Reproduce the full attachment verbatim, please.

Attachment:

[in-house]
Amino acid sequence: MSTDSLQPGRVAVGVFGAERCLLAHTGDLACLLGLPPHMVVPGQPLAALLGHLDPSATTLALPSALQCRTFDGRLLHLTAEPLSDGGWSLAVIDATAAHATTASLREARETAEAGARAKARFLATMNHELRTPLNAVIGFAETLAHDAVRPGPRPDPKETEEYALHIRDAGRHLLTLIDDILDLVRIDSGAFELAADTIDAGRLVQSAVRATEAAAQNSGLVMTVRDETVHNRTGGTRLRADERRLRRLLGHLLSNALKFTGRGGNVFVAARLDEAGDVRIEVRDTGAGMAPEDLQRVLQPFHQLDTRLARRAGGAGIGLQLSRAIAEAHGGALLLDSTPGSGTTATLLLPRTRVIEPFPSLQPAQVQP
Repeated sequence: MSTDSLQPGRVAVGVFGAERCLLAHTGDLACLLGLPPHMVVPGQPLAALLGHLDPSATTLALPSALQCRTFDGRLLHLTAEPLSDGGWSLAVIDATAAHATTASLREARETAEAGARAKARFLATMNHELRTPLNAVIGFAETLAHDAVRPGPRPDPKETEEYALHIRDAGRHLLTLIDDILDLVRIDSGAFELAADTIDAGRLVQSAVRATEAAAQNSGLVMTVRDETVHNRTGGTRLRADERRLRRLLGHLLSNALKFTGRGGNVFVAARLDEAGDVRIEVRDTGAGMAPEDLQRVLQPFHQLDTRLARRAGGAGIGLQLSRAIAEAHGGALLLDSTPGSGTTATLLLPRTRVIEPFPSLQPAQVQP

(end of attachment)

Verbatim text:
[in-house]
Amino acid sequence: MSTDSLQPGRVAVGVFGAERCLLAHTGDLACLLGLPPHMVVPGQPLAALLGHLDPSATTLALPSALQCRTFDGRLLHLTAEPLSDGGWSLAVIDATAAHATTASLREARETAEAGARAKARFLATMNHELRTPLNAVIGFAETLAHDAVRPGPRPDPKETEEYALHIRDAGRHLLTLIDDILDLVRIDSGAFELAADTIDAGRLVQSAVRATEAAAQNSGLVMTVRDETVHNRTGGTRLRADERRLRRLLGHLLSNALKFTGRGGNVFVAARLDEAGDVRIEVRDTGAGMAPEDLQRVLQPFHQLDTRLARRAGGAGIGLQLSRAIAEAHGGALLLDSTPGSGTTATLLLPRTRVIEPFPSLQPAQVQP
Repeated sequence: MSTDSLQPGRVAVGVFGAERCLLAHTGDLACLLGLPPHMVVPGQPLAALLGHLDPSATTLALPSALQCRTFDGRLLHLTAEPLSDGGWSLAVIDATAAHATTASLREARETAEAGARAKARFLATMNHELRTPLNAVIGFAETLAHDAVRPGPRPDPKETEEYALHIRDAGRHLLTLIDDILDLVRIDSGAFELAADTIDAGRLVQSAVRATEAAAQNSGLVMTVRDETVHNRTGGTRLRADERRLRRLLGHLLSNALKFTGRGGNVFVAARLDEAGDVRIEVRDTGAGMAPEDLQRVLQPFHQLDTRLARRAGGAGIGLQLSRAIAEAHGGALLLDSTPGSGTTATLLLPRTRVIEPFPSLQPAQVQP